Hi. Welcome to Pyrography Made Easy. I’m Brenda. In this tutorial I’m going to explain how to create the weathered fence post that I did in my quail artwork. So let’s get to work. The texture on the post is created by burning vertical zigzags. Zigzags are continuous lines burned in an up-down or zigzag direction. Use a very light hand pressure when burning. The razor edge of the pen tip tends to sink into the wood considerably more than the flat of it does. This makes it a bit harder to burn. Using a light hand pressure will help minimize this problem. With the first layer of zigzags we are giving the post a little color and creating the foundation for the rough weather texture that the post has. With the knot use the flat of the shader to burn along the outer contours on the right side. Then burn the vertical zigzags so that they match those contours. I do recommend trying out different pen tips to see if one works better than another for you. As you work burn in the basics of the features like the knot, but don’t get too carried away we will reburn over them later on to build up the depth and texture on them. Our main goal right now is just to put the base layer of color and start the texture and start forming some of the characteristics of the post. The way I start to define the post characteristics is by burning darker long lines. These lines help me see the structure of the post. With the exception of the knot the post has vertical lines running up and down its surface. The knot has curved lines to it but the line straightened out a pretty short distance from the knot. The key with the zigzags is to burn them in the same direction as the long structure lines. So zigzags on and immediately around the knot are burned following the contours of the knot. As you work burn in the darker long lines here and there to give the post structure. These lines will be the spots that we darken up later on to make them look recessed. Reburn the structure lines around the knot. I want to point out that I did not change the heat setting on my burner to get the really dark lines. Instead I slowed down my hand speed. The video is in real-time so you can see how fast or slow my hand is moving. When I burned the zigzags I speed up my hand movements a lot and this gives me a lighter burn result. I very seldom adjust the heat setting on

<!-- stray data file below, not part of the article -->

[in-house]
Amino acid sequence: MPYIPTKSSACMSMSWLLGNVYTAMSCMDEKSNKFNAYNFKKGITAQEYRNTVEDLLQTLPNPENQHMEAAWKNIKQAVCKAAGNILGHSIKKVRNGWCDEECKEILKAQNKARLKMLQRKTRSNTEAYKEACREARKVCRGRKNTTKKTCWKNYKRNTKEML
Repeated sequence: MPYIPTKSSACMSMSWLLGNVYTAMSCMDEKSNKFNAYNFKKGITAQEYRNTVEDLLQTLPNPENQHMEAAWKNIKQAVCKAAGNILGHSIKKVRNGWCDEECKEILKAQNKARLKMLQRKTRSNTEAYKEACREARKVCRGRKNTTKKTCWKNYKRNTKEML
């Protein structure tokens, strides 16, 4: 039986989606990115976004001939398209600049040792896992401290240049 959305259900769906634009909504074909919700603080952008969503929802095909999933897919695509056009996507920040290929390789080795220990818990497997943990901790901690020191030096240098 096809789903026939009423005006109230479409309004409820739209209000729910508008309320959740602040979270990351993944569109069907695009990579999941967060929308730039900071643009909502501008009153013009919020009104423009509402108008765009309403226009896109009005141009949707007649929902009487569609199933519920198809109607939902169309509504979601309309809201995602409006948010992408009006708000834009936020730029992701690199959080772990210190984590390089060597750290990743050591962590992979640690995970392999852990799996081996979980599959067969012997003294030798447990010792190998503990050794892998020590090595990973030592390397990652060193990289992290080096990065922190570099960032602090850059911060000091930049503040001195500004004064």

my burner I like to keep it set so I get a medium tan burn result using my normal hand speed. From there I can alter my hand speed to vary the color or darkness level of my burn strokes. Another thing I like to do is to reburn over an area to build up the color. I think this is one of the main reasons I achieve such realistic results in my artwork. With the first layer of zigzags done now begin the process of reburning to build up the color and texture on the weathered post. The pen tip I am currently using is my normal Tight Round J shader by Colwood. I just did not bend the end of this one. Keeping the pen straight was perfect for burning vertical zigzags on this project. During the reburn the goal is to darken up the overall color on the post and to further define the recessed areas. Burning another layer of zigzags over the entire post will darken up the overall color. Increasing the darkness level even more around the structure lines will recess them. The darker it is in those areas the further back it will appear. The opposite is also true light areas will look closer or raised up from the surface. You want both light and dark areas to give the post variety and visual interest. Let’s examine the knot in greater detail as it has both raised and recessed features on it. First off notice how I’m building up the color in a dark spot. I am burning lots of short lines dashes and zigzags in a variety of brown and tan hues. I am not burning the area to a solid dark brown color. Also pay attention to the contrast between the light and dark values. For example I’m creating a light Ridge, if you will, where the green arrow is pointing to. This curved area on the wood seems elevated or raised up because it is lighter in color than the adjacent wood. The green arrows are pointing to the next spot that I will leave pale to elevate it. Watch how it transforms from a fairly flat area to one that looks raised up. I accomplished this by using contrast. The ridge remains very pale and the surrounding wood is darker. The combination of light against dark creates the contrast to push the light ridge upward and the darker nearby wood down. In addition to creating raised and recessed areas on the post you also need tonal variation. As I am reburning on the post I am burning a lot of short lines dashes and zigzags in a variety of tan and brown hues. Nothing is burned to a solid uniform color. The large tonal variety of hues in a relatively small area really helps give the post a ragged and weathered look to it. Even the dark wide cracks on the post like the one the green arrow is pointing to are created by burning and reburning to build up the color but still keep the tonal variety. To build up the base color a little quicker I did use the flat edge of the shader to burn wide bands or really thick lines that are tan in color. Then I used the razor edge of the shader to burn in lines and zigzags that varied in length and darkness level. We are all done. I hope the video was informative. On my website: Pyrography Eade Easy I have an assortment of written tutorials along with a lot of free patterns and I will put a link to my website in the description below Well thank you for watching my video and I will see you next week.